LONG-TERM ER S

Evo - - CONTENTS - John Barker (@evojb)

Kia’s Stinger GT S and BMW’S M5 join the fleet as the MX-5 RF and Golf GTE de­part. And the Lambo heads to Swe­den

Kia is in­tent on up­set­ting the es­tab­lished sports sa­loon ap­ple­cart, and first im­pres­sions of our new Stinger GT S long-ter­mer sug­gest it just might suc­ceed

‘I came to the Stinger with an open mind and so far it has im­pressed me’

THERE’S A LOT OF IN­TER­EST AROUND the Stinger. You can see peo­ple on the streets watch­ing it go by, and lots of friends have asked about it. I have to say I’m a fan. A £40k Kia is a hard sell, even one with 365bhp, but I came to the car with an open mind and so far it has im­pressed me, de­liv­er­ing most of what I’d ex­pect of a sports sa­loon to ri­val… what? There’s not much else with this much power, space and kit for £40,535, but that’s rather the point, isn’t it?

Kia is out to chal­lenge the es­tab­lished pre­mium brands, un­der­cut­ting ri­vals from Audi, BMW, Jaguar and Mercedes. The Stinger is im­pos­ing and stylish like an A7, CLS or XF, and big­ger than a 440i Gran Coupe, but costs much less. Its ab­so­lute clos­est com­peti­tor is the In­finiti Q50 3.0T Sport. You know the one? Me nei­ther. Will Beau­mont does, though: ‘It has the worst steer­ing of any car I’ve ever driven.’

This am­bi­tion to get no­ticed prob­a­bly ex­plains why the stan­dard colour for the GT S is yel­low. Any other colour is a £645 op­tion. Right now, our car is the only blue Stinger in the coun­try be­cause it’s a one-off that Kia Mo­tors UK brought in to see if it wanted to add blue to the colour op­tions (it does).

It’s a de­cent-look­ing sa­loon, low and long, with el­e­ments of the Maserati Qu­at­tro­porte around the rear door/pil­lar, and an im­pos­ing nose. There’s a big boot, roomy in­te­rior, and the leather-trimmed cabin is neat, with qual­ity, Mercedes-like metal de­tails and a huge amount of stan­dard kit. This in­cludes the usual sus­pects – sat­nav, air con, elec­tric mem­ory seats and a glass sun­roof – plus the less ex­pected: Ap­ple Carplay, a heated and elec­tri­cally ad­justed steer­ing wheel, heated and cooled front seats, heated rear seats and a head-up dis­play.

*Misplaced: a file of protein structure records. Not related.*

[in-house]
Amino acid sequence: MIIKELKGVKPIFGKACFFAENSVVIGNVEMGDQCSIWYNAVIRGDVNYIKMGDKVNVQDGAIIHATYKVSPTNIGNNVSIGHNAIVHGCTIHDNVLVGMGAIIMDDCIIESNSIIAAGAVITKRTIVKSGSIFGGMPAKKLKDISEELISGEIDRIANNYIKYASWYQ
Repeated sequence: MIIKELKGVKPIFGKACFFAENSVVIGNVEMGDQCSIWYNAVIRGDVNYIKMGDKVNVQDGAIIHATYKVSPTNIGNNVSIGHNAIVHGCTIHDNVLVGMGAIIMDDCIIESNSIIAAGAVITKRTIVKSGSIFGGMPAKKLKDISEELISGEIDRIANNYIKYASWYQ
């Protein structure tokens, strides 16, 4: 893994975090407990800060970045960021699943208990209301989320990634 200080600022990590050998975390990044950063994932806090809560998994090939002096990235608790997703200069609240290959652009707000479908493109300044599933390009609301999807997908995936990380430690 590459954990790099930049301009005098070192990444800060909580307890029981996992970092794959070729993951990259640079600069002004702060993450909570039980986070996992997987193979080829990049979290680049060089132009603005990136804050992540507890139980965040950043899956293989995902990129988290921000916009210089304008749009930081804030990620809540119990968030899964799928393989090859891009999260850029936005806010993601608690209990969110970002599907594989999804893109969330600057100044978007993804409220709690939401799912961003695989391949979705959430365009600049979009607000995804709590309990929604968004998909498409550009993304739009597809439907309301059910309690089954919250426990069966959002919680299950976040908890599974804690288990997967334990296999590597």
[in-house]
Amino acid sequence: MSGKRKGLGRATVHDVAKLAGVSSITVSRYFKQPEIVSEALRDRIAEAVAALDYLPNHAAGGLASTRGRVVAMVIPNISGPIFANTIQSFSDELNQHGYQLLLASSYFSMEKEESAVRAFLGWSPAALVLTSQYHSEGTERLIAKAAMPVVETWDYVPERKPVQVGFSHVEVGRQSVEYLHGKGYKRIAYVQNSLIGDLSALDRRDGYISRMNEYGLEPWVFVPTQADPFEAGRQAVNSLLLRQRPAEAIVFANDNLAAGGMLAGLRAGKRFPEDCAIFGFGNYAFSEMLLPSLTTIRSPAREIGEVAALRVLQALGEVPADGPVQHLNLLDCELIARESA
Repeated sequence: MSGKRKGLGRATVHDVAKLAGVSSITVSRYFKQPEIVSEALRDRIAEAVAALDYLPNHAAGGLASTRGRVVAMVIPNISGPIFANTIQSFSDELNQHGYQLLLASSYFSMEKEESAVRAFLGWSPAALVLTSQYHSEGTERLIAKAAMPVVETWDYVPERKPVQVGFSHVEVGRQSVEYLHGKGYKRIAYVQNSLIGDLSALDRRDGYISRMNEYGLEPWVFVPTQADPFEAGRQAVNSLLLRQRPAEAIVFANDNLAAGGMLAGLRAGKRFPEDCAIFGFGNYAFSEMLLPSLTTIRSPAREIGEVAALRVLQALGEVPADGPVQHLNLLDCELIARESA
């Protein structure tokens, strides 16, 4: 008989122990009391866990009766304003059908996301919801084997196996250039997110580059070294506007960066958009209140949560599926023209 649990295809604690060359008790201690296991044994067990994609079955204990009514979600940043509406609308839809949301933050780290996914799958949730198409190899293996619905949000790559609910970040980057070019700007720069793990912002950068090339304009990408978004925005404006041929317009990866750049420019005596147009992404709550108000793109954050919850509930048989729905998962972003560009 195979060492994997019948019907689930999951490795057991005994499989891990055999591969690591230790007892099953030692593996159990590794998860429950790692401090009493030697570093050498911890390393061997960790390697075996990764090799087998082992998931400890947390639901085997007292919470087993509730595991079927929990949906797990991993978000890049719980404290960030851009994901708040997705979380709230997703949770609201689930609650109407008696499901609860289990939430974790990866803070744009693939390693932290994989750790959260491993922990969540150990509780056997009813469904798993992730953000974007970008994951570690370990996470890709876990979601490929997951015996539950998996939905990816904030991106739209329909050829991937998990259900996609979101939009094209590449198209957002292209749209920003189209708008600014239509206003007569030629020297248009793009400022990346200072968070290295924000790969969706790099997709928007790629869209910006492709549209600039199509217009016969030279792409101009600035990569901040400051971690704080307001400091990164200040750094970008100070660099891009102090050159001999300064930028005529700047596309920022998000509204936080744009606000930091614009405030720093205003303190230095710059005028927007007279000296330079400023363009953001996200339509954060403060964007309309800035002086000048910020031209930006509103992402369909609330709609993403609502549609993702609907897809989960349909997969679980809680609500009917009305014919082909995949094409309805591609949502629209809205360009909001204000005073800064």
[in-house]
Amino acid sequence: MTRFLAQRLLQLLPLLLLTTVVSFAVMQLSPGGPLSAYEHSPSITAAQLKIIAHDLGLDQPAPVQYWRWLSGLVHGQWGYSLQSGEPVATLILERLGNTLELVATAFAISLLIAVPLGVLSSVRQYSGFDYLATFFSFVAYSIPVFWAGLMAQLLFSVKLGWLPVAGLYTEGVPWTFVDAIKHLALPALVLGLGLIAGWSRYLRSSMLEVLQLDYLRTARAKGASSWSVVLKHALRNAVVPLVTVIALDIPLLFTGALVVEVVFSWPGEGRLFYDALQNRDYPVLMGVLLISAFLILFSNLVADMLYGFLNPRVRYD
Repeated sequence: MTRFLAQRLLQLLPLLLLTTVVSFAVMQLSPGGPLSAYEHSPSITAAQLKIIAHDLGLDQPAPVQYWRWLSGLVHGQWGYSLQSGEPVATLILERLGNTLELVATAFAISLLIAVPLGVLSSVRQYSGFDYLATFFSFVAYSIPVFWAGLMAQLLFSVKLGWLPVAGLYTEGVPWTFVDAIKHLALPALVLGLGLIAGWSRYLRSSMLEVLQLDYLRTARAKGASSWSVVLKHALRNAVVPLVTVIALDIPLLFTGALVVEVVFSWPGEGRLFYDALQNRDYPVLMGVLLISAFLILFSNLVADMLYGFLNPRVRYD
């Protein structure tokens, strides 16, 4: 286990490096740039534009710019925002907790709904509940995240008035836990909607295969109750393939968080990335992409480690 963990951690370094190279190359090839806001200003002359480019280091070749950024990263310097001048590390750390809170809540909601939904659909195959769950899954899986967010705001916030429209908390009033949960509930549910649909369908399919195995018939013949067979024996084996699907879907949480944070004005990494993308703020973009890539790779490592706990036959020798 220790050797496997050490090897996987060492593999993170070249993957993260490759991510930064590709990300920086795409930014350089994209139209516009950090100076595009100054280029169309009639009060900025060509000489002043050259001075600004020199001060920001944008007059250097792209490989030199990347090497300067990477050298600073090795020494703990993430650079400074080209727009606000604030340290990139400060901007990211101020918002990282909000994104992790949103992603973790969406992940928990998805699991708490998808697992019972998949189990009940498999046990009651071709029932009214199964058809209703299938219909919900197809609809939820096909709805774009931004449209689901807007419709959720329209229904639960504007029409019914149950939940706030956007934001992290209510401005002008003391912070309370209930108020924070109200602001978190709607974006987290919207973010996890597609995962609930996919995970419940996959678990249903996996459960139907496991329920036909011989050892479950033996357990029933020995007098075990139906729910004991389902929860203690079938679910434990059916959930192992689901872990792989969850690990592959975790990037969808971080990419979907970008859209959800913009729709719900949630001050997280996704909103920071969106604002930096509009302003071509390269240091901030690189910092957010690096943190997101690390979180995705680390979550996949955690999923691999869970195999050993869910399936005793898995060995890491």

It’s been a gen­tle run up to and be­yond the 1000-mile mark. Im­pres­sive right away is the re­fine­ment, of the en­gine and driv­e­train, and also wind and road noise. The ride is good in terms of over­all con­trol; slightly lumpier than I’d hoped, but bet­ter with more speed, and it may still be set­tling in. No mat­ter, the seats are com­fort­able and sup­port­ive, and it’s a fine place to rack up the miles – ex­actly what a big sa­loon ought to be able to do.

Early on I’ve con­cluded there are three things that Kia has ab­so­lutely nailed. The first is the steer­ing, which is con­nected, com­mu­nica­tive and per­fectly weighted for me. Then there are the Brembo brakes, which have su­perb top-of-the-pedal feel and step-in re­sponse. In this re­spect they’re the best I’ve tried for a while. The third is the Har­man Kar­don sound sys­tem, which, cheek­ily, has metal, pep­per pot-style speaker cov­ers like you find on Burmester systems in top-line Mercs. But, like­wise, it’s one classy-sound­ing set-up.

I’ve stretched the en­gine a few times and the per­for­mance is more sub­tle than the blis­ter­ing, sub-5sec to 60mph time sug­gests, but only be­cause it’s such a re­fined car. Switch to Sport mode and the V6 twin-turbo is more vo­cal, in an authen­tic-sound­ing way, too, even though I sus­pect some of it is through the speak­ers. The han­dling is go­ing to take a bit more get­ting to know, I think. It’s poised and sur­pris­ingly ag­ile most of the time, in a big-car way, and trac­tion is sur­pris­ing given the torque (376lb ft), so it can flow re­mark­ably well, but it does feel heavy. So far, though, the Stinger is tick­ing a lot of boxes.

Top: 365bhp twin-turbo V6 is re­fined, but gets pleas­ingly vo­cal in Sport mode. Above: leather­trimmed cabin fea­tures sup­port­ive seats

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